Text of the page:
Why the War on Poverty (really freedom) Failed

This is a brilliant article, and BloggingForLiberty did not write it, but wanted to pass it on!

Perhaps the best way to look at the statement is to take a close look at the book that inspired the war on poverty, Michael Harrington’s The Other America, published in 1962. (Harrington died in 1989.) Possibly the most influential policy book in American history, The Other America was cited again and again by the politicians, activists, and administrators who set up welfare programs in the 1960s. In it you will find the fallacies that sent the reformers (and the people who just needed an excuse to steal) down dark and tangled paths into today’s social tragedies.

Harrington’s premise was that poverty is a purely economic problem: the needy simply lack the material resources to lead productive, happy lives. Supply these resources, the theory runs, and you will have solved the problem of poverty. This theme was repeated up and down the welfare establishment as simple moral imperatives, and anyone who opposed them was seen as selfish and insensitive. Sargent Shriver, the administration’s leading anti-poverty warrior, told Congress that the nation had “both the resources and the know-how to eliminate grinding poverty in the United States.” These ignoramuses said that curing poverty was simple algebra: add government’s x dollars to the poor’s y dollars and the result would be the end to poverty.curing poverty was simple algebra: add government’s xdollars to the poor’s y dollars and the result would be the end to poverty. President Lyndon Johnson echoed the claim. “For the first time in our history,” he declared, “it is possible to conquer poverty,” (what a moron).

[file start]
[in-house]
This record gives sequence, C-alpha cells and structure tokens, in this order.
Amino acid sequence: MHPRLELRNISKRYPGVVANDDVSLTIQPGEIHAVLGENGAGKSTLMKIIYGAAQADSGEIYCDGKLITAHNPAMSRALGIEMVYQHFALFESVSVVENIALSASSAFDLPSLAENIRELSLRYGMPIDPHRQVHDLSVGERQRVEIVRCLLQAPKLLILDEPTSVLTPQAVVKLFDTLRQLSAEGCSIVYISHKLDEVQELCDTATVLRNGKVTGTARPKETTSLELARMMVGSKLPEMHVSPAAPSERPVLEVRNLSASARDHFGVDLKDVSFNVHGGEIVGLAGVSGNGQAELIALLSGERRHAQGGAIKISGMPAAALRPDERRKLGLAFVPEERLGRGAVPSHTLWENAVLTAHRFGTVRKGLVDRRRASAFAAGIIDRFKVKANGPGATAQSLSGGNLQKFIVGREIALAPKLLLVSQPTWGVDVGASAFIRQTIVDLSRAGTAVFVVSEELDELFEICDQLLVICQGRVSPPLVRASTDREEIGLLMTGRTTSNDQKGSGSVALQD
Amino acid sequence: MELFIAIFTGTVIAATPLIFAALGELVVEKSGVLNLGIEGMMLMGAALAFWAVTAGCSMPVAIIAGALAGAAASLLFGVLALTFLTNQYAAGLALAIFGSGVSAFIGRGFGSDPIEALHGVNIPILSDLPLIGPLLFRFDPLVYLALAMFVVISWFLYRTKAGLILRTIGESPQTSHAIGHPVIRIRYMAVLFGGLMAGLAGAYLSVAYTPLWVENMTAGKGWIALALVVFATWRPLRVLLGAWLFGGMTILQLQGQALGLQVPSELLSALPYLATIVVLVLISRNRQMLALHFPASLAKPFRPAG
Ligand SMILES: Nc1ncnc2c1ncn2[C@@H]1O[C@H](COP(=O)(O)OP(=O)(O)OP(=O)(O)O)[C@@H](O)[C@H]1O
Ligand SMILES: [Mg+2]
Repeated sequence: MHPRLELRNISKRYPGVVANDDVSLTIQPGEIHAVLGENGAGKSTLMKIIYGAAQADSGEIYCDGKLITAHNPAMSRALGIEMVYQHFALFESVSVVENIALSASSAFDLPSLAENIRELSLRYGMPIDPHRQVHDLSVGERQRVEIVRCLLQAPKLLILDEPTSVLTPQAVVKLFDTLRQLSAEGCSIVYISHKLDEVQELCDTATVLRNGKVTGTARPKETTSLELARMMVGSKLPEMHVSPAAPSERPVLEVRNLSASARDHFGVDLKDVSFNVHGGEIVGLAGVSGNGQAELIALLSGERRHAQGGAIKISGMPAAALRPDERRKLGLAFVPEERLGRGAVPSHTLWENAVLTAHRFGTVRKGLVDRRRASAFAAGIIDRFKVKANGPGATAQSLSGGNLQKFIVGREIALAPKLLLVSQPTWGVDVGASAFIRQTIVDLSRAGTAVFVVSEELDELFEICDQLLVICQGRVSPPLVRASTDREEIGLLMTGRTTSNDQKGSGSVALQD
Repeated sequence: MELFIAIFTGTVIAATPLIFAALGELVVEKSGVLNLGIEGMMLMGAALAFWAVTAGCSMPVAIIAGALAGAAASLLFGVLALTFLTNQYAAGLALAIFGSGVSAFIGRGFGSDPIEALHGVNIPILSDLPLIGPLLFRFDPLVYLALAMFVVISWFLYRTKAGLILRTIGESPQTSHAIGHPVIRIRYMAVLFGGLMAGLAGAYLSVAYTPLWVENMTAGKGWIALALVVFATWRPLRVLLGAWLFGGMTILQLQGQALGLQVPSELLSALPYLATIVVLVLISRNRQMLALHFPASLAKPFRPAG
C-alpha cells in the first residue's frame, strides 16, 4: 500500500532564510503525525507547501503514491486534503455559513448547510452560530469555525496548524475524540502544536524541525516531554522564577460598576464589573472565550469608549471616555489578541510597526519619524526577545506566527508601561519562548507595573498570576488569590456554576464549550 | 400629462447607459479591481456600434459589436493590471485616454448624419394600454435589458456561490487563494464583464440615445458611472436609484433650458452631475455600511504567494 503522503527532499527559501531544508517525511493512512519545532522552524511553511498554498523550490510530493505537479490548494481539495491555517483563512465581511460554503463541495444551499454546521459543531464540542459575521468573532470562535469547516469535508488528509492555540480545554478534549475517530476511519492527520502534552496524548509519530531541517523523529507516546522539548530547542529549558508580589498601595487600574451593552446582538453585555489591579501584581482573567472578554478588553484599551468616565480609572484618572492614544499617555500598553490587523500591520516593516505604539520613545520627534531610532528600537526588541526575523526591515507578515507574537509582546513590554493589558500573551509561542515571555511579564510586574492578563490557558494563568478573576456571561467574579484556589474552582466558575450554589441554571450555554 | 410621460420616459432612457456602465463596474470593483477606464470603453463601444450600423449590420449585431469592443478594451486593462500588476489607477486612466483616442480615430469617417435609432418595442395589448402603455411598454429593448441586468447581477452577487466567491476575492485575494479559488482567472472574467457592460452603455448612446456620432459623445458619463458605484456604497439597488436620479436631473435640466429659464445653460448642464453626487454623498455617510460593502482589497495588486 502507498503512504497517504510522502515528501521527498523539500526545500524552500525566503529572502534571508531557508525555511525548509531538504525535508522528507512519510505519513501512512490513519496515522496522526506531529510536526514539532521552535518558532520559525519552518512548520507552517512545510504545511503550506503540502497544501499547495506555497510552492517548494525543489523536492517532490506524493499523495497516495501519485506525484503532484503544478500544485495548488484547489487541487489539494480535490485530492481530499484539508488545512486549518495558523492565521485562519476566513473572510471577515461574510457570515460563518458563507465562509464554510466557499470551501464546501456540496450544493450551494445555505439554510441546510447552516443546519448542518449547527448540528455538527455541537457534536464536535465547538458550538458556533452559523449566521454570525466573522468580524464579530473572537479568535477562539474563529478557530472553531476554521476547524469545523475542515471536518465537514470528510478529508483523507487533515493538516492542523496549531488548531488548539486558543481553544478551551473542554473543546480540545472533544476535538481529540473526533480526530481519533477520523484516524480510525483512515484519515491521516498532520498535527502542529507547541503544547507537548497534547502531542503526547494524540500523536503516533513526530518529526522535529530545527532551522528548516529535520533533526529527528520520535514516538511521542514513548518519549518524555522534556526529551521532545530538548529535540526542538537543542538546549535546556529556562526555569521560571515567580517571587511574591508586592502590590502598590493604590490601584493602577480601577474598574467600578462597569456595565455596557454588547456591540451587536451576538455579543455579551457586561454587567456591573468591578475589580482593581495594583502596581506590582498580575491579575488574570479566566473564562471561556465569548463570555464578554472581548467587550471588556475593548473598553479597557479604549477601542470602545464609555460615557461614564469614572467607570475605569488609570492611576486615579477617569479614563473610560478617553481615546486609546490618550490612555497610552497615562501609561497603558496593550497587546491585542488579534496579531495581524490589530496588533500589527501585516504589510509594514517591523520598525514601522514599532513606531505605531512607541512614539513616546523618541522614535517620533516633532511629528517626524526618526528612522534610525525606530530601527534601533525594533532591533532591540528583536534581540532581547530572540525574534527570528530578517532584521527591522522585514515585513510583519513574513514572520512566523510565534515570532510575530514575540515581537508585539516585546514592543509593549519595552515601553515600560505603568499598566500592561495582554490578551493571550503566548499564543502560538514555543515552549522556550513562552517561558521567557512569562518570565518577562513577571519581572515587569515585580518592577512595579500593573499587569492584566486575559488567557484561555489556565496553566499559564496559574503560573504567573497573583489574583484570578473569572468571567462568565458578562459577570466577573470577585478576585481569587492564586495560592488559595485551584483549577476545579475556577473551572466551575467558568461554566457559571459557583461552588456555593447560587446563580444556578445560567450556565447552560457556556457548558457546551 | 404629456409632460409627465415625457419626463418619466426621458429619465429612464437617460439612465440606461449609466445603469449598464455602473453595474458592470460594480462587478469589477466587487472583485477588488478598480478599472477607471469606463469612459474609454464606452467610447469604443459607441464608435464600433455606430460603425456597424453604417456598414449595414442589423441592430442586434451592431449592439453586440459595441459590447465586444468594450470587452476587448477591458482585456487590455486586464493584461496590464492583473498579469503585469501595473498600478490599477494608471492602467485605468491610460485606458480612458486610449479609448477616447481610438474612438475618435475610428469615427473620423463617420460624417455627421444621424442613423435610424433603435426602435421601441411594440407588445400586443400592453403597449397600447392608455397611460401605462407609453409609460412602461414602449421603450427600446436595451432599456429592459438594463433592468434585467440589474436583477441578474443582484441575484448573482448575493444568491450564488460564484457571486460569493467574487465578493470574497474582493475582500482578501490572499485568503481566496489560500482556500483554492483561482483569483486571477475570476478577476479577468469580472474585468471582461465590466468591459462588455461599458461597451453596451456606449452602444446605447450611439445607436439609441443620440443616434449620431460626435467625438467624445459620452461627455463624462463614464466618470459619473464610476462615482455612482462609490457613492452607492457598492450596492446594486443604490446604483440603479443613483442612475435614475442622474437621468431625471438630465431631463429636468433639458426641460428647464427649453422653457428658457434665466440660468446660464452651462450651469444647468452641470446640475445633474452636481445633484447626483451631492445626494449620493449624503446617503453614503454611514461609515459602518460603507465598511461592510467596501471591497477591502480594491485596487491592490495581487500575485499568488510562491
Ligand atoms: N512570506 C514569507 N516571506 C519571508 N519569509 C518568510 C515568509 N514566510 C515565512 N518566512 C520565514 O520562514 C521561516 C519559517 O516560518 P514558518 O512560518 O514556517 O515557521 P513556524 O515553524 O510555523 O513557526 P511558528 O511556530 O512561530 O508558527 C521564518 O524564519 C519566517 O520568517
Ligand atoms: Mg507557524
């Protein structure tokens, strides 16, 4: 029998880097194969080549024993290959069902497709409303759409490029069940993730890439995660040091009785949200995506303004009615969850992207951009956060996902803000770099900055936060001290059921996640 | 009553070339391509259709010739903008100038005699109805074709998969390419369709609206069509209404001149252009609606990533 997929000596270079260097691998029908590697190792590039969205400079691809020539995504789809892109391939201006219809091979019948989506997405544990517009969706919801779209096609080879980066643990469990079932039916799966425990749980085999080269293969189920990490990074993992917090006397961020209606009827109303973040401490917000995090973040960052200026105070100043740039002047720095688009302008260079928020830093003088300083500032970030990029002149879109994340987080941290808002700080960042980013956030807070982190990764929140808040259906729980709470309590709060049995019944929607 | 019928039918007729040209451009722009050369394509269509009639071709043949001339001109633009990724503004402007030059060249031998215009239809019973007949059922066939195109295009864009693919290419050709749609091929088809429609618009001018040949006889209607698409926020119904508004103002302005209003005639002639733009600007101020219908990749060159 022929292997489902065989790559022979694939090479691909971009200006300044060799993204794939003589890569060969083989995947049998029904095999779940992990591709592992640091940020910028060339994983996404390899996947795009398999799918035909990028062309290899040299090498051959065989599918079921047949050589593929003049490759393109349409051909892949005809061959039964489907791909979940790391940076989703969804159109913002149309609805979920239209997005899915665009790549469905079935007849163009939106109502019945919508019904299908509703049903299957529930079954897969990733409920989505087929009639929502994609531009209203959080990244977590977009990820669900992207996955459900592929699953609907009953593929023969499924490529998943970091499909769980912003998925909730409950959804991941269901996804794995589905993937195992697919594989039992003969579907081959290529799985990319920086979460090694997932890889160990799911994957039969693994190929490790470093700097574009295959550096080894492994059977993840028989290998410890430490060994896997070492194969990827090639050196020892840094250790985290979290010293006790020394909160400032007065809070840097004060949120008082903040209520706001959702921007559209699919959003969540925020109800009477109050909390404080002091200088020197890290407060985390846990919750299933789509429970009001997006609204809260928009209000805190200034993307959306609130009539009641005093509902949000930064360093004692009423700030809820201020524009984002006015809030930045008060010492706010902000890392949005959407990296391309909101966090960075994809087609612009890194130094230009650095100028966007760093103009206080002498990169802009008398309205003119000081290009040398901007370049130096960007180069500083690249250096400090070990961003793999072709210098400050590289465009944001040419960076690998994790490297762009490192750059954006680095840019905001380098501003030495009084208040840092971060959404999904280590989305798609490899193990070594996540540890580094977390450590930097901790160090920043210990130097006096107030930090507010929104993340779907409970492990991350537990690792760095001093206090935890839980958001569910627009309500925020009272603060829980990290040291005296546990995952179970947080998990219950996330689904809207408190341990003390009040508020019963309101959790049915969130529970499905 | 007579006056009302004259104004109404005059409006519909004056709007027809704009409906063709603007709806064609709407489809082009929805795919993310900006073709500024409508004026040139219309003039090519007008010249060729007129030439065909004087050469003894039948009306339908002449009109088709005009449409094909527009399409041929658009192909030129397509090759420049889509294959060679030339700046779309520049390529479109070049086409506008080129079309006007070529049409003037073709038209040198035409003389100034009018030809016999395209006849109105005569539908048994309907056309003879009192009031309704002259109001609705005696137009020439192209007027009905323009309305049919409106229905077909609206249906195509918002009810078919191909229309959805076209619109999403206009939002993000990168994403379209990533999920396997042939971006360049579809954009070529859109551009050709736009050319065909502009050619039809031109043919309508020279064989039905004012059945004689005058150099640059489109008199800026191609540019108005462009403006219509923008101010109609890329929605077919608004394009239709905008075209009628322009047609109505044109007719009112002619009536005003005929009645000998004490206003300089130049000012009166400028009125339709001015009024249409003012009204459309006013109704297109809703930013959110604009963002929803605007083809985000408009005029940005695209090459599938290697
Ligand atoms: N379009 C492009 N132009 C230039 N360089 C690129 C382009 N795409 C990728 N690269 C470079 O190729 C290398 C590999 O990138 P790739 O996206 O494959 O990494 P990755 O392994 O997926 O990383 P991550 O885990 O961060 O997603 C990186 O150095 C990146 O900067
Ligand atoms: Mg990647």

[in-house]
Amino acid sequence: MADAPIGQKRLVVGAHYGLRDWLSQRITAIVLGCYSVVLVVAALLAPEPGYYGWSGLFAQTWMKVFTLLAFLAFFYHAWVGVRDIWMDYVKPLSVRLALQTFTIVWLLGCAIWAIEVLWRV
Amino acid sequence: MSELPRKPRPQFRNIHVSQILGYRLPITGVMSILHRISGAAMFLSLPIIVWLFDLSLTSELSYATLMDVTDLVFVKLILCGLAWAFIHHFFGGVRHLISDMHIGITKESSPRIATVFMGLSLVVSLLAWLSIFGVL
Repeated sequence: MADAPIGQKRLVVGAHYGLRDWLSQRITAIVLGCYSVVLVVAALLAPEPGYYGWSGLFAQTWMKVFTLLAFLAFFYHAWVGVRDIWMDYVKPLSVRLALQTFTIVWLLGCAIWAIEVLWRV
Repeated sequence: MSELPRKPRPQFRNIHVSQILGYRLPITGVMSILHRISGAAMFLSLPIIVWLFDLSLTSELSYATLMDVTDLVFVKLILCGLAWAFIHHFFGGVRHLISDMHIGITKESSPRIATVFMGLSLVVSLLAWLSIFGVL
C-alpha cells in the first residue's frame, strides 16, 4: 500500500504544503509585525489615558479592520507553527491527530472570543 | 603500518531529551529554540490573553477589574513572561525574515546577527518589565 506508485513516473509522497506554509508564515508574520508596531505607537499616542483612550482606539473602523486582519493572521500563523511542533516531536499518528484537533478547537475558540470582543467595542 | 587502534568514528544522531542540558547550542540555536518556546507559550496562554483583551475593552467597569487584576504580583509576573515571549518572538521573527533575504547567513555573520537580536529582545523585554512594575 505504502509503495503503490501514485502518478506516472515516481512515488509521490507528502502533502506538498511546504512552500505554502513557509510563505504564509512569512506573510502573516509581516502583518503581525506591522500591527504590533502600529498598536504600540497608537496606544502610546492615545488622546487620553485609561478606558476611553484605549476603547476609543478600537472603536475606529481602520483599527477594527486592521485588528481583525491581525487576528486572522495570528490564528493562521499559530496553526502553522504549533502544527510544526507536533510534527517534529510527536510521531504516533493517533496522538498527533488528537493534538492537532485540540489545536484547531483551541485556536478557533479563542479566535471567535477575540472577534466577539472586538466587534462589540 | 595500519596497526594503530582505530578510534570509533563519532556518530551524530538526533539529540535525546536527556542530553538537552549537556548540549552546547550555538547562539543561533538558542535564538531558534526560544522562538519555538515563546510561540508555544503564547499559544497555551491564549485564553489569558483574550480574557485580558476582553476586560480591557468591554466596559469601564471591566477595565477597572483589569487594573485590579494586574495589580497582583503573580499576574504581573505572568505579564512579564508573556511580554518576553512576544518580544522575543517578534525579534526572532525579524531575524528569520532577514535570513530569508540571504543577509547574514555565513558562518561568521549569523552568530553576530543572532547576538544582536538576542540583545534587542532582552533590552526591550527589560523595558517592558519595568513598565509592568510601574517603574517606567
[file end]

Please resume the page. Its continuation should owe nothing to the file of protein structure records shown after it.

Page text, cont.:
The simple economic theory of poverty led to a single underlying principle for welfare programs. Since the needy just lacked goods and services to become productive members of the community, it followed that all you had to do was give them these things. You didn’t have to see that they stopped engaging in the behavior that plunged them into neediness. You didn’t have to ask them to apply themselves, or to work, or to save, or to stop using drugs, or to stop having babies they couldn’t support, or to make any other kind of effort to improve themselves. In other words, the welfare programs the war-on-poverty activists designed embodied something-for-nothing giving, or what we usually call “handouts.”

Poverty does involve a lack of material resources,and it also involves a mass of psychological and moral problems, including weak motivation, lack of trust in others, ignorance, irresponsibility, self-destructiveness, short-sightedness, alcoholism, drug addiction, promiscuity, and violence, but far and away intelligence (or the lack there of) is THE number one risk factor.

The Bible teaches that the poor will always be with us. Go with this!

Edited by BloggingForLiberty.com

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